“Think twice before you speak, because your words and influence will plant the seed of either success or failure in the mind of another.” – Napolean Hill

Are we speaking the same language?

My mum recently left me a note thanking me for looking after her dog. She’d signed it with “LOL.” In my world, this means “laugh out loud,” and in her world it means “lots of love.” My kids tell me things are “sick” when they’re good, and ”manck” when they’re bad (when I say “bad,” I don’t mean good!). It’s amazing that we manage to communicate at all.

When speaking, we tend to color our language with words and phrases that have become personal to us, things we’ve picked up from our friends, families and even memes from the internet. These colloquialisms become normal, and we expect the listener (or reader) to understand “what we mean.” If you really want the listener to understand your meaning, try to use words and phrases that they might use.

Am I being lazy?

When you’ve been in a relationship for a while, a strange metamorphosis takes place. People tend to become lazier in the way that they communicate with each other, with less thought for the feelings of their partner. There’s no malice intended; we just reach a “comfort zone” and know that our partners “know what we mean.”

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Here’s an exchange from Psychology Today to demonstrate what I mean:

Early in the relationship:

“Honey, I don’t want you to take this wrong, but I’m noticing that your hair is getting a little thin on top. I know guys are sensitive about losing their hair, but I don’t want someone else to embarrass you without your expecting it.”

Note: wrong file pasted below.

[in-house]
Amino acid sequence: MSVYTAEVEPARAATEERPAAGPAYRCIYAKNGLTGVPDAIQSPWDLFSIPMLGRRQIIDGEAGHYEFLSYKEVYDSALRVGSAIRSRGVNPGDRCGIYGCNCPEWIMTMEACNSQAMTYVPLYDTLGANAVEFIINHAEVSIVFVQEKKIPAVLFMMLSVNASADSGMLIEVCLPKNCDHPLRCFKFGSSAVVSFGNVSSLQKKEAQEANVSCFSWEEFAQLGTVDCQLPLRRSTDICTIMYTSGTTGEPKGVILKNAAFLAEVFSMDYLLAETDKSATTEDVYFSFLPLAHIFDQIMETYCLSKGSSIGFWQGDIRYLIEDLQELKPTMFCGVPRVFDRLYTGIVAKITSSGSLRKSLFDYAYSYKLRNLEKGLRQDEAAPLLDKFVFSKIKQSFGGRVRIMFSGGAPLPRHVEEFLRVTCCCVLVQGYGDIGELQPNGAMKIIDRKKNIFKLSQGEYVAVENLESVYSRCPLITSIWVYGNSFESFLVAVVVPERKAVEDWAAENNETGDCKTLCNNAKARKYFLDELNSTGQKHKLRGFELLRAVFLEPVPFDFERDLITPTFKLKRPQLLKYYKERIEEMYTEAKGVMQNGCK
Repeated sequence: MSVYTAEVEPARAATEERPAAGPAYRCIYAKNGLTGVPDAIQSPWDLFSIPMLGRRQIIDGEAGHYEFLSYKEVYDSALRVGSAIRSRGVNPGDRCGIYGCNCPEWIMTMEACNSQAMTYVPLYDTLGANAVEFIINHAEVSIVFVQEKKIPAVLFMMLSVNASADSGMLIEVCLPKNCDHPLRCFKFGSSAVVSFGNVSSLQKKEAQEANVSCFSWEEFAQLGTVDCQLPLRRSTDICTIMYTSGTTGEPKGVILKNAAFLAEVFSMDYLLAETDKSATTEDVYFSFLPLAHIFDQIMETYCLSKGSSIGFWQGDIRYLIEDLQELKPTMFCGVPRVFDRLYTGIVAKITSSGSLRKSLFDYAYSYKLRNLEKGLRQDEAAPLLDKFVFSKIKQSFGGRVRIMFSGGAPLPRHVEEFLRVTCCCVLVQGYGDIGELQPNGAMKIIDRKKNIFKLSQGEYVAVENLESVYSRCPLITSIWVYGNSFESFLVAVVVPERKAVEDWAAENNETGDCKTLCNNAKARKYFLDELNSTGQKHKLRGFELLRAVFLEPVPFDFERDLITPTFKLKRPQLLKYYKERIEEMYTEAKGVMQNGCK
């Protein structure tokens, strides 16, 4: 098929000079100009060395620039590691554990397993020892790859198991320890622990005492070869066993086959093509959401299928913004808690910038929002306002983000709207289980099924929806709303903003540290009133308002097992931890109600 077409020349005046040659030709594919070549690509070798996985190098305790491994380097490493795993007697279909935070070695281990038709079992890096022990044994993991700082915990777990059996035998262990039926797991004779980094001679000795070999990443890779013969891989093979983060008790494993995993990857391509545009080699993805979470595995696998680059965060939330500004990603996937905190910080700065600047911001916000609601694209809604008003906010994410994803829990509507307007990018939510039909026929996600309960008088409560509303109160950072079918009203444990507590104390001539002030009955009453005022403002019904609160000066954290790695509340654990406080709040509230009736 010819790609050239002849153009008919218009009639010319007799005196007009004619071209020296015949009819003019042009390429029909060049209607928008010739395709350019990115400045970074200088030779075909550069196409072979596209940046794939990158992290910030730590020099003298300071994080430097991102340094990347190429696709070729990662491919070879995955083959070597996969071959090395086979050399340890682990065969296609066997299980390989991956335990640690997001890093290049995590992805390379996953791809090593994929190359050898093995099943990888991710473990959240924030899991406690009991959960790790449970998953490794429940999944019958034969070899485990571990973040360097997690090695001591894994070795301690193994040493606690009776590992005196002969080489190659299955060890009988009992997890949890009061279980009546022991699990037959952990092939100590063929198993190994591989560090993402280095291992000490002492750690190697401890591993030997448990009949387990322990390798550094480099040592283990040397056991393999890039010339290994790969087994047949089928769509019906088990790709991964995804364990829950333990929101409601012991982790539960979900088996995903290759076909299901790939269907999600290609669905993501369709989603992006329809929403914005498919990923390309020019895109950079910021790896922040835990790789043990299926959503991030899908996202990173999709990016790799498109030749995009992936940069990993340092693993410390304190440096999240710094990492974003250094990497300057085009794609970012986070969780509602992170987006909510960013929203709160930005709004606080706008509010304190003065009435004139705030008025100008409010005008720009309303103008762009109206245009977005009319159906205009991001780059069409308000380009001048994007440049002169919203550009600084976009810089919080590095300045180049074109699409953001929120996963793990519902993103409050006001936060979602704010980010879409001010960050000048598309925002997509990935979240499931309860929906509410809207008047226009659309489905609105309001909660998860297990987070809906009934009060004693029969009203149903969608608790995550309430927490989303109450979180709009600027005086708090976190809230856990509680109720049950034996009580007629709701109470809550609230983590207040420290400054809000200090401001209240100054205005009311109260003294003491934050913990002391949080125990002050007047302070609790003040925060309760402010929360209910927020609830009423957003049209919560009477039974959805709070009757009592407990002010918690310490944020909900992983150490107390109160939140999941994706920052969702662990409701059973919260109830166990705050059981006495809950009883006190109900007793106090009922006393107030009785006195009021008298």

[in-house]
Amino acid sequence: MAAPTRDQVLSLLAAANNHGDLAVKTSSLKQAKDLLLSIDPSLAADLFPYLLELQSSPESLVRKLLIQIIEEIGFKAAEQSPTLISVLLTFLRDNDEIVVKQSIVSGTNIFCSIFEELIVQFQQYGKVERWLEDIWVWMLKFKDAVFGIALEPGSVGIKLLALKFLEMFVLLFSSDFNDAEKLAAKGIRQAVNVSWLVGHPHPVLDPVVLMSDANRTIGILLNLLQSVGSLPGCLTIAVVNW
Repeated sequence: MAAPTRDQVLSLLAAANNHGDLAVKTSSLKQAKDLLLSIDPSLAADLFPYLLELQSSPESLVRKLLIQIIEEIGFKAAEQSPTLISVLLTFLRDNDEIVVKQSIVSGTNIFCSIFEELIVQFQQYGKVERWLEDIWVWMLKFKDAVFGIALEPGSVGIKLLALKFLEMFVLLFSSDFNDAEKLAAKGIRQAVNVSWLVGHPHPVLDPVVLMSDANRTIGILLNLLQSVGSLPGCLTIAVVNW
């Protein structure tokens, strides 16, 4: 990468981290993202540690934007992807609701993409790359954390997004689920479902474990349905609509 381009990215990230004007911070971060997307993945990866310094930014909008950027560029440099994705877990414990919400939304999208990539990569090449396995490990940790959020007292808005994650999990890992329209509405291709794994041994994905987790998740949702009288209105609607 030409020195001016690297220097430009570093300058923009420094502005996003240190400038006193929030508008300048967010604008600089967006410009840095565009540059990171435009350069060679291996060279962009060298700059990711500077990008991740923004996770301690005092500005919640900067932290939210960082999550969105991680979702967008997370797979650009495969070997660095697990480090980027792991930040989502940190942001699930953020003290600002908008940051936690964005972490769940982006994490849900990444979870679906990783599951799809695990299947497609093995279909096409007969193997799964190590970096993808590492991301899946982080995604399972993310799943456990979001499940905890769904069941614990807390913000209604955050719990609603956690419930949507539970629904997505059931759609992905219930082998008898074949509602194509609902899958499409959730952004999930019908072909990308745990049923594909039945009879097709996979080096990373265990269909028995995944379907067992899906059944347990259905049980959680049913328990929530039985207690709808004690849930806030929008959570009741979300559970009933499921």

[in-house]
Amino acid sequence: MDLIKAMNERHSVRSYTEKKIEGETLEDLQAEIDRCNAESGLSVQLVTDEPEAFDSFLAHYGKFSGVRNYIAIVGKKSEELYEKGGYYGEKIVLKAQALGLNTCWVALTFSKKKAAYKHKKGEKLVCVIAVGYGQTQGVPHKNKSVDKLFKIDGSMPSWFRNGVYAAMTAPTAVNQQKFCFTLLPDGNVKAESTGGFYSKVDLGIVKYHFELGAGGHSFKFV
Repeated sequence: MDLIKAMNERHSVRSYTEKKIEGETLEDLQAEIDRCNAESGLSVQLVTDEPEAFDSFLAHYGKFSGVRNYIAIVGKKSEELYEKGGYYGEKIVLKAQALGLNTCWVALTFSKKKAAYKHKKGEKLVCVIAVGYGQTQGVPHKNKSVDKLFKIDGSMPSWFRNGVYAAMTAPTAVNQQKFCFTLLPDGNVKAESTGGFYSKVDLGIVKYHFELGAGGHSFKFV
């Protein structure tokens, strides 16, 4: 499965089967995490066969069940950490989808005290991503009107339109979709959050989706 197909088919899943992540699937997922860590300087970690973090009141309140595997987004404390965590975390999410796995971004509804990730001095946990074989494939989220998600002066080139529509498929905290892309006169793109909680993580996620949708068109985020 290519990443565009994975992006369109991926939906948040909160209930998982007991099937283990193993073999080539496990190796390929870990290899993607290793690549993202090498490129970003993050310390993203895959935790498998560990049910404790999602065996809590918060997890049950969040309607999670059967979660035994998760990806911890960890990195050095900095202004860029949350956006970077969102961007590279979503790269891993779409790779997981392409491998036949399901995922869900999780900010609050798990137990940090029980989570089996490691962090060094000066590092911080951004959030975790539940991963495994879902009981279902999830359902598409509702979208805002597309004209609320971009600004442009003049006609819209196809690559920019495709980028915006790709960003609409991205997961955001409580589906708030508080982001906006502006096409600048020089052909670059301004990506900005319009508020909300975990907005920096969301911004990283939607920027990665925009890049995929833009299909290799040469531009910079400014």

When the relationship is established:

“Did you know that you’re losing a lot of hair on the back of your head? You’re combing it funny and it doesn’t help. Wear a baseball cap or something if you feel weird about it. Lots of guys get thin on top. It’s no big deal.”

It’s pretty clear which of these statements is more empathetic and more likely to be received well. Recognizing when we do this can be tricky, but with a little practice it becomes easy.

Have I actually got anything to say?

When I was a kid, my gran used to say to me that if I didn’t have anything good to say, I shouldn’t say anything at all. My gran couldn’t stand gossip, so this makes total sense, but you can take this statement a little further and modify it: “If you don’t have anything to say, then don’t say anything at all.”

A lot of the time, people speak to fill “uncomfortable silences,” or because they believe that saying something, anything, is better than staying quiet. It can even be a cause of anxiety for some people.